Enter the South China Tigers, Hong Kong’s new team in Andrew Forrest’s Global Rapid Rugby series
- Mining billionaire’s new series, set to kick off in February, will feature a team comprising Hong Kong’s elite 15s and sevens players
- Formerly known as the World Series Rugby, the event looks to capitalise on increased exposure in Asia ahead of the 2019 Rugby World Cup in Japan
The South China Tigers, a team comprising players from Hong Kong’s Elite Rugby Programme, have signed on to compete in Australian mining magnate Andrew “Twiggy” Forrest’s newly created Global Rapid Rugby series.
Formerly called the World Series Rugby during its trial season earlier this year, the new series was created after Forrest’s Western Force team was booted from the Australian Super Rugby Conference in 2017.
Forrest, valued at about US$3.3 billion according to Forbes, would not divulge how much money he has spent, or is prepared to spend, to make the series work.
“When we broke into the global iron ore industry, it took seven or eight years to get a solid return,” he told the South China Morning Post.
“And we invested very heavily and we had a long-term vision and we stuck to it heavily. We didn’t let the availability of capital get in the way, we were always able to get capital for a fantastic vision and that’s what will happen here.”
According to a press release from Global Rapid Rugby, the 2019 season will start in late February with eight teams playing for A$1 million (HK$5.6 million) in prize money.
Revealed: Andrew Forrest’s vision for a bold new sports and entertainment revolution in the Asia Pacific region!
After gaining provisional approval from World Rugby overnight, Global Rapid Rugby is here. https://t.co/HNgJ1R2Q25
— Global Rapid Rugby (@rapidrugby) November 15, 2018
The Tigers will join teams from across the Asia-Pacific region in 14 rounds of games (56 in total) plus four finals. The event has been sanctioned by World Rugby, subject to approval from various participating unions.
Hong Kong Rugby Union chief executive Robbie McRobbie said the games would most likely take place at Aberdeen Sports Grounds until the Siu Sai Wan Stadium is potentially available. He said the main benefit of getting on board with Forrest was boosting Hong Kong’s level of play.
“Across the board we’ve invested a huge amount of time and effort in developing rugby people over the past few years,” he said. “And while Asia Rugby continues to be the foundation of it all, and we remain committed to Asia Rugby, obviously as Japan have moved onwards and upwards, that’s left us and the other tops teams in Asia a little bit in limbo. I think this will give us the platform to really give everyone the chance to hone their skills at a higher, more international elite level.”
Some of the other potential teams include squads from Malaysia, Singapore, Japan, Fiji and Samoa.
“We have committed to recruiting around 20 of the best 100 players in the world today over the next two seasons,” said Forrest.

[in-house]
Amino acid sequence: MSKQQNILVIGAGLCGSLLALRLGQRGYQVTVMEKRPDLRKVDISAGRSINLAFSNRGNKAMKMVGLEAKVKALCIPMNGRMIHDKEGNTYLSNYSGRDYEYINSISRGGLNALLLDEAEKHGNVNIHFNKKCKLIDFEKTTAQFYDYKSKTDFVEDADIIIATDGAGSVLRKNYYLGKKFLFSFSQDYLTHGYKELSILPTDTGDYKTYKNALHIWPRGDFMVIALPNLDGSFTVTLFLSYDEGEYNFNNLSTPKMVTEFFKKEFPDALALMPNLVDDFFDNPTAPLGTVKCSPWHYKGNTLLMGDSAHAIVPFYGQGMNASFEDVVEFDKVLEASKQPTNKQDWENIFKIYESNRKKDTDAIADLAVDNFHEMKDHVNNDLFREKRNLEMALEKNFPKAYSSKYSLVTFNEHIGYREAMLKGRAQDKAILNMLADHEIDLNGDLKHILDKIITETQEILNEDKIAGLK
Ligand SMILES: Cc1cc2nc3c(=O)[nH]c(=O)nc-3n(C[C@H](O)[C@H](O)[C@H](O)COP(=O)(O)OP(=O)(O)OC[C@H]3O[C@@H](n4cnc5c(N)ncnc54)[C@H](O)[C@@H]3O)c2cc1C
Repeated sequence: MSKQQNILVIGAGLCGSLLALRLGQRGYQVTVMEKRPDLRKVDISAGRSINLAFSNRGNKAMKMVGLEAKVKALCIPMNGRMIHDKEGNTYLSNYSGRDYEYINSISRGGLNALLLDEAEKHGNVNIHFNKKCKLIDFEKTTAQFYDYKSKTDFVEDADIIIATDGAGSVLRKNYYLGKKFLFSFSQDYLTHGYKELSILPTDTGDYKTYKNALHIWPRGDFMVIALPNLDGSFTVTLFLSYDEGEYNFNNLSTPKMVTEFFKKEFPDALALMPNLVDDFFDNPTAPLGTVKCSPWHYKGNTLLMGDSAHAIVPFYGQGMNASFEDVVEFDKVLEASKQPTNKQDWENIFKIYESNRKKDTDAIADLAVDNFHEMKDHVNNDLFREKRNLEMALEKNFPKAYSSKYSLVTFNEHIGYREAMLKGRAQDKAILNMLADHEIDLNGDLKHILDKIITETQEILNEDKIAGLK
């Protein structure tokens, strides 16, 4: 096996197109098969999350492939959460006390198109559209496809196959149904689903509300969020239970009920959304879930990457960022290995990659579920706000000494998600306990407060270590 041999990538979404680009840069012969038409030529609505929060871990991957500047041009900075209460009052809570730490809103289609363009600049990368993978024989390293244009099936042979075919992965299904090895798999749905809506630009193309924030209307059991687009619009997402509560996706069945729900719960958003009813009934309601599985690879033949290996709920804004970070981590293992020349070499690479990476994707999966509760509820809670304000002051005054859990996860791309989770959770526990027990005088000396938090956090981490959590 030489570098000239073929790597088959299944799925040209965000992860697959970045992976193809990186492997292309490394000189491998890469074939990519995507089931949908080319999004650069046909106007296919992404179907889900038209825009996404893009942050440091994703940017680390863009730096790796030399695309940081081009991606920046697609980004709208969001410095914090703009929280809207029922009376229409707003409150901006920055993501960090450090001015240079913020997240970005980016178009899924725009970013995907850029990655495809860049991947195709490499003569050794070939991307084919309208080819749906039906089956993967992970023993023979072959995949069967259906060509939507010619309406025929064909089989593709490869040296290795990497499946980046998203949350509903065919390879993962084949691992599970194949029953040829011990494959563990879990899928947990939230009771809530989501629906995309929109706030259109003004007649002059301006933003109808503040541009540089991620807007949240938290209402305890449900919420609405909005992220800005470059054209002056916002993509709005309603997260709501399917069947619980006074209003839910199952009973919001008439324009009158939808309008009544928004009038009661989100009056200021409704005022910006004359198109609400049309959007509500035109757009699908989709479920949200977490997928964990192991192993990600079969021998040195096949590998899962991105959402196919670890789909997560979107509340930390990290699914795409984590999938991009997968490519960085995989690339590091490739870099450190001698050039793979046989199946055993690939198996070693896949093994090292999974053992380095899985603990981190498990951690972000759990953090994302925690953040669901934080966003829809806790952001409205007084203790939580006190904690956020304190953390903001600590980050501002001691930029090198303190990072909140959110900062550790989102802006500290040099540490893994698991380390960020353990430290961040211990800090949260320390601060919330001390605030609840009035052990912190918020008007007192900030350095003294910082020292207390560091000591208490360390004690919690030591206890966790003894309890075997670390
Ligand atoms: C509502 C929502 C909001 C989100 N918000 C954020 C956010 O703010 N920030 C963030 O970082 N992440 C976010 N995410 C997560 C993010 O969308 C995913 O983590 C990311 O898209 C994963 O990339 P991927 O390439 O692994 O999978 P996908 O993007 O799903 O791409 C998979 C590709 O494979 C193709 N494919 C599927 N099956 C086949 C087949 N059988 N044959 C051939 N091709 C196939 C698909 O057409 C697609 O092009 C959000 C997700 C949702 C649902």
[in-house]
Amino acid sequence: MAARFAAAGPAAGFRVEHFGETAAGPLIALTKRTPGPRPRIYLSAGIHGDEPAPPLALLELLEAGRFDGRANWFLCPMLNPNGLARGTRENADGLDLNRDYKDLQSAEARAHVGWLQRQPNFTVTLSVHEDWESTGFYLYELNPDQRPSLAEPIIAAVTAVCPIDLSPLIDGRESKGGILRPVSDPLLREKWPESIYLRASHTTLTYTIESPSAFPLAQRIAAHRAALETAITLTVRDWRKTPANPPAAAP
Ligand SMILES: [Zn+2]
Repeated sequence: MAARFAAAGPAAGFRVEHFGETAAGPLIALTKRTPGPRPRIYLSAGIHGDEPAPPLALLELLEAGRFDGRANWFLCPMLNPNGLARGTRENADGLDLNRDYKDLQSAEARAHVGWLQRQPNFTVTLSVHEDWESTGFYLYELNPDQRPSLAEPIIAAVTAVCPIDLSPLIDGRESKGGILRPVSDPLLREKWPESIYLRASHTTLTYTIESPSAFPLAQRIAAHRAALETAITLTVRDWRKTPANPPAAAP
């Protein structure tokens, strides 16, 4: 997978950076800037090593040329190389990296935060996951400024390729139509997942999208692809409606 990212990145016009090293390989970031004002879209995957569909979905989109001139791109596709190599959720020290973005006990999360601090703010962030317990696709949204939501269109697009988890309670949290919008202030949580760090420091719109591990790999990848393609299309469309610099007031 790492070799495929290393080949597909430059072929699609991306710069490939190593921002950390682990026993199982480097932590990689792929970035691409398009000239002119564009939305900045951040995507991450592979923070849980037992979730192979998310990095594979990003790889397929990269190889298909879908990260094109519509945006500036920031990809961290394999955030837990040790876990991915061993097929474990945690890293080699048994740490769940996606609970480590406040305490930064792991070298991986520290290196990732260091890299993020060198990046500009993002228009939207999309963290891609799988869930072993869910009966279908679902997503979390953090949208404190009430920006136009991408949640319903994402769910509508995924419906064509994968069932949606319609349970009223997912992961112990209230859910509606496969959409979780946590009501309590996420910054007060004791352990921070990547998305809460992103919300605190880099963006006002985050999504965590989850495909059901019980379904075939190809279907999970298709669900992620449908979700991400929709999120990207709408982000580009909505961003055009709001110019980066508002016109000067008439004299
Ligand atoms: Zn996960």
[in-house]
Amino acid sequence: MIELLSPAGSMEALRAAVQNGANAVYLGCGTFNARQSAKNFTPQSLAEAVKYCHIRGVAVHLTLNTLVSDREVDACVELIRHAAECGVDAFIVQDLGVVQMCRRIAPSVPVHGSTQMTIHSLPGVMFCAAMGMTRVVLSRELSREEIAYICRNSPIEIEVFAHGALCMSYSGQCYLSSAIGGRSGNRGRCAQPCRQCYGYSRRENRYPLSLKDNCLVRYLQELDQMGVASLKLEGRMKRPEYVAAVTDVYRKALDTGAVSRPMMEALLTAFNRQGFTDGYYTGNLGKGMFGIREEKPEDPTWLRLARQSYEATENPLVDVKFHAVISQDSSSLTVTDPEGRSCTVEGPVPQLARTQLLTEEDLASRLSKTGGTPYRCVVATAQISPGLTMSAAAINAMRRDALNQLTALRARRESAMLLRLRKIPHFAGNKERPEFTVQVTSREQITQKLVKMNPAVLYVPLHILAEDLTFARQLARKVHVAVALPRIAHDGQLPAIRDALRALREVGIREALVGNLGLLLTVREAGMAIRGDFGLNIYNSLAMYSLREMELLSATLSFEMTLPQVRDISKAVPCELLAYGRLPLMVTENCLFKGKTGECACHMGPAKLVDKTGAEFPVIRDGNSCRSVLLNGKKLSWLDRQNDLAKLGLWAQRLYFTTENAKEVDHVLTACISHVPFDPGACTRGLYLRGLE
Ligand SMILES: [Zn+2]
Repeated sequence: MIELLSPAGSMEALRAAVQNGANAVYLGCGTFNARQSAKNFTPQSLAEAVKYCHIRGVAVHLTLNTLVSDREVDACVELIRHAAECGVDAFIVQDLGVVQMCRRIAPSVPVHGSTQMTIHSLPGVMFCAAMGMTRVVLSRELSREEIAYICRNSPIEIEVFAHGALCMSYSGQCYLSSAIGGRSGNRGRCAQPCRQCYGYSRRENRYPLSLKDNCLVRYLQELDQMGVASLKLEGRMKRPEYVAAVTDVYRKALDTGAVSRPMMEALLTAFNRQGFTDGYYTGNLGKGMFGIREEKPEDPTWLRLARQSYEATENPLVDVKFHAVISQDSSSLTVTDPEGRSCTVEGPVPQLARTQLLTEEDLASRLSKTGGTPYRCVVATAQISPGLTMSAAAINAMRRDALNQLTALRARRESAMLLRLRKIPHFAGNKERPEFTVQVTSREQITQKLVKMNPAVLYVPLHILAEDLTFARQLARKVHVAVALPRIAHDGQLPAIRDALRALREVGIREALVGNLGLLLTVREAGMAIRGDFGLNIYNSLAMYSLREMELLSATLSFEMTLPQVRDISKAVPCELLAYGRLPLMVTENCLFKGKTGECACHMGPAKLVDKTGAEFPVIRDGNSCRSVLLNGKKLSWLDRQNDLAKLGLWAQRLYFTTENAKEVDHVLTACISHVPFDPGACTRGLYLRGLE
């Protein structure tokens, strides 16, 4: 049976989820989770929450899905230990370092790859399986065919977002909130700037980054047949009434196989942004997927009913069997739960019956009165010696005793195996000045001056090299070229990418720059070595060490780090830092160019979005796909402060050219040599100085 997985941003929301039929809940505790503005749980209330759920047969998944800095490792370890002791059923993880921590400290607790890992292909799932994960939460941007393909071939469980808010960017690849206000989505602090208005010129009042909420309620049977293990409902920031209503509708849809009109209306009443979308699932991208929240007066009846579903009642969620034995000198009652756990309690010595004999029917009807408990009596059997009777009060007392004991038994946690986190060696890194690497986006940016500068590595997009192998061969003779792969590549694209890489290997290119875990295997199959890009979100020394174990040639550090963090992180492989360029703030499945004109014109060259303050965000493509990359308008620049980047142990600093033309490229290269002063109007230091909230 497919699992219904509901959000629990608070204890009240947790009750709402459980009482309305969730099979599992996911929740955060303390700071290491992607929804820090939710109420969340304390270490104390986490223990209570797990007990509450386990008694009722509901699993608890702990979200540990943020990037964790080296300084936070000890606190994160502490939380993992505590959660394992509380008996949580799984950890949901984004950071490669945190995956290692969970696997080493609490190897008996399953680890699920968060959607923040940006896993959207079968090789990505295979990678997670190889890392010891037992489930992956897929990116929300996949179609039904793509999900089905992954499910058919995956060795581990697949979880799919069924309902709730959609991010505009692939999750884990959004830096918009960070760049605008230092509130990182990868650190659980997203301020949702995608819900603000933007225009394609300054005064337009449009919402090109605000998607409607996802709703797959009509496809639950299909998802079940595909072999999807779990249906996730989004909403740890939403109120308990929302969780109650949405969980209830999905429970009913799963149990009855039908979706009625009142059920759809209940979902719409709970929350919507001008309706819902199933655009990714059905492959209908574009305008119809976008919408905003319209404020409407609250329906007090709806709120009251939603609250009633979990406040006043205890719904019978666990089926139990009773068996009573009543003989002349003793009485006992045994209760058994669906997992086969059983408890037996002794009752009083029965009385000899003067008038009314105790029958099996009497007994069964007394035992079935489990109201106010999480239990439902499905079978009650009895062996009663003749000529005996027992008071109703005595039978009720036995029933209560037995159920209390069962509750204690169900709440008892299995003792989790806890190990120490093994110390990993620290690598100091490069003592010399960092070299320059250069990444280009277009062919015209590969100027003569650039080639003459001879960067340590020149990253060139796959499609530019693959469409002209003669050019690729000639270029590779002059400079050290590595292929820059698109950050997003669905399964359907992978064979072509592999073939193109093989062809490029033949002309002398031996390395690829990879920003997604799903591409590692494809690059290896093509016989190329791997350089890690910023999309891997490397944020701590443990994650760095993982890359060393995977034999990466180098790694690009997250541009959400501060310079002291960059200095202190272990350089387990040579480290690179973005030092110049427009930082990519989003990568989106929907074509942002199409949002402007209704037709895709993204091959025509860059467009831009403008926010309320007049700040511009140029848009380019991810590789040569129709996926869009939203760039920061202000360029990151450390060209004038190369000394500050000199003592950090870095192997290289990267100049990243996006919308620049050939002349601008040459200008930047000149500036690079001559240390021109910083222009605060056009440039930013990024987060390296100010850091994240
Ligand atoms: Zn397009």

“They will be placed in different teams, depending on the team’s needs in the interests of creating a level field across all teams. We have already started, signing former All Black Jeremy Thrush to the Western Force.”
Some of the rule changes for the series include reducing game times from 40-minute halves to 35, banning players from kicking from behind their own 22-yard line and rolling substitutions.
The idea, said Global Rapid Rugby’s head of rugby Matt Hodgson, is to “promote attacking, aggressive, high-scoring rugby”.
McRobbie said they have been working with Global Rapid Rugby and World Rugby on having this series as a potential testing ground for official rule changes down the road.
“We’re doing this very much in conjunction with World Rugby as well. This provides a good platform for them to look at little tweaks that might make the game more free-flowing, more high scoring, keeping the ball in play for longer periods. None of the law variations are too radical and are in line with the direction that World Rugby is looking.”
The games will also feature live entertainment and Global Rapid Rugby said the emphasis would be on increasing fan engagement through various means including social media.
A team logo, playing kit, management team and squad for the Tigers will be announced at a later date. The HKRU is also hoping the Tigers will eventually feature players from around the “Greater Bay Area”, referring to the Chinese government’s scheme to link Hong Kong and Macau and nine other cities on the mainland into an economic and business hub.
McRobbie said they were confident Forrest can get the series off the ground and make it successful, which will invariably benefit the local scene.
“We continue to believe that Global Rapid Rugby can be a very positive development for Hong Kong Rugby and the game in Hong Kong and across the region,” McRobbie said.
“Given the establishment of our first ever professional rugby programmes in the last decade, and our current participation in the Rugby World Cup 2019 repechage in France, it makes sense at this juncture for the HKRU to seek out more and more competition at a high level.”